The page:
Monday, August 1, 2011/
Dwayne Martens is the founder of Amazonia, a NSW-based business that recently became one of the first certified fair trade sources of the Açaí berry, a superfood found in the Amazon Rainforest.
Aged 26, Martens says his ultimate goal is to foster a sustainable industry and produce an exceptional health food.
He talks to StartupSmart about navigating his way through the industry and the challenges of being a young entrepreneur.
What inspired the idea for Amazonia?
After travelling through Europe, I returned to Australia, refreshed and determined to put my energies into a project I was passionate about.
Amazonia came about from meeting a small Brazilian distributor of Açaí who sold his business to me for the price of stock.
I designed my logo, set up a portable juice bar and worked long, hard hours hitting up markets in Perth. As I worked longer with Açaí, I discovered how nutritious it actually was.
It clicked at the very beginning that I had a very real opportunity to culture a sustainable industry and produce an exceptional health food. The business has developed from very humble beginnings.
How did you fund the business?
I invested $3,000 in stock and decided that the retail sector should be my first destination, as opposed to direct to consumer.
After developing a presence at the markets, I decided to target some football clubs in Perth, making special Açaí treats for the players. I thought the footy boys would appreciate the health benefits and taste of the Amazonia products.
How did you drum up interest for the business?
It was all about finding a niche. I can’t stress that point enough – for any inspiring entrepreneur, find a niche for your product. Make sure there’s a steady place for your product or service and develop it from there.
Once I found Amazonia’s niche, everything else seemed to fall into place. The product began selling like hotcakes.
The wholesalers I’d approached loved the product and the shopfronts I was working with loved it too. I made an important point of really developing those initial relationships. You never know what connections someone may have and where it may lead you.
How many staff do you have?
I’m supported by a wonderful, extensive network, but within the business there’s a team of three – myself, national marketing manager Jesse Kaniecki and managing director of operations Chris Norden.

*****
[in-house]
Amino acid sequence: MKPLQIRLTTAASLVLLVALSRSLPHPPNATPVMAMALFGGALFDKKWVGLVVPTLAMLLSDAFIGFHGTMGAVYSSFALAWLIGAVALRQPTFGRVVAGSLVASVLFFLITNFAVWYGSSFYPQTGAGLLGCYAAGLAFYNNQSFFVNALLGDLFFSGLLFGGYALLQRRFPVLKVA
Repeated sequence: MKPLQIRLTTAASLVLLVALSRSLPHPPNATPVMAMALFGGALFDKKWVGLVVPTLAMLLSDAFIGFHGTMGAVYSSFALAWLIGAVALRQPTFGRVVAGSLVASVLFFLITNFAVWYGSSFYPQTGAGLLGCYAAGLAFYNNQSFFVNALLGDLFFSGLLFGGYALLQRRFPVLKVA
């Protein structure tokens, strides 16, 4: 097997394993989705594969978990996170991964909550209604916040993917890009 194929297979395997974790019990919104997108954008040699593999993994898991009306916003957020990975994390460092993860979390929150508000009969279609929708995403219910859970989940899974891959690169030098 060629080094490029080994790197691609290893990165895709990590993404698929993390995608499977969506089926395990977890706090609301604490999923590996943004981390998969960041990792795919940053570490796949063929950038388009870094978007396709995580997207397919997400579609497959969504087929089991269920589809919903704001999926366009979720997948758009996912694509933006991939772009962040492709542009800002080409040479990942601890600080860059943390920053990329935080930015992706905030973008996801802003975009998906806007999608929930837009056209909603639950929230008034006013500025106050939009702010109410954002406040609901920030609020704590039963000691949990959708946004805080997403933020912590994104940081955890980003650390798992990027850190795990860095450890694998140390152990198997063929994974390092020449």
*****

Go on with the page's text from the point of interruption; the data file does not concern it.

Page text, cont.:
What are your revenue projections for 2011/12?
I’m hoping at a minimum to exceed $4 million in sales revenue.
What’s the biggest risk you face?
Losing sight of the ultimate goal. It’s easy to get sidetracked, especially when providing a product that has a unique selling point. I believe in having your business goal printed somewhere, where you can reflect upon it every once and awhile.
Also, keeping supplies up-to-date is imperative. Given the unique nature of Açaí berry and our products, earlier this year during the Queensland floods I lost a lot of stock and merchandise.
It’s things like this that you don’t realise could happen until they do happen. Being unprepared, ultimately, is a risk. I always like to have a plan of what I’m doing, what the next step is and what the goal is – it’s a good way to plan and make sure you’re on track.
What challenges do you face as a young entrepreneur?
One risk comes back to the point of finding a niche, losing sight of what you’ve developed and being tempted to stray from what you’ve originally set out to achieve.
Sticking to your business plan is key for any entrepreneur, young or old. Obviously, adapt as and when you need to but make sure it’s in the best interests of the business and going to be of benefit in the long run.
Also, as a young entrepreneur you can often face the risk of being seeing as a “smartypants” who’s trying to be bigger than he actually is. I’m very lucky that I’ve been supported by a great team and suppliers who have the best interests of Amazonia at heart, which I really appreciate.
Is there anything you would have done differently?
Research, research, research – especially pricing points for product range. Also store research, which in hindsight I should have done before enthusiastically running out to the marketplace with the Amazonia product.
I’m so keen for Australians to experience the Amazonia range that I just wanted to get it out there. This being said, I’ve learnt from what I’ve done so far and am using these lessons to make the business and the product better.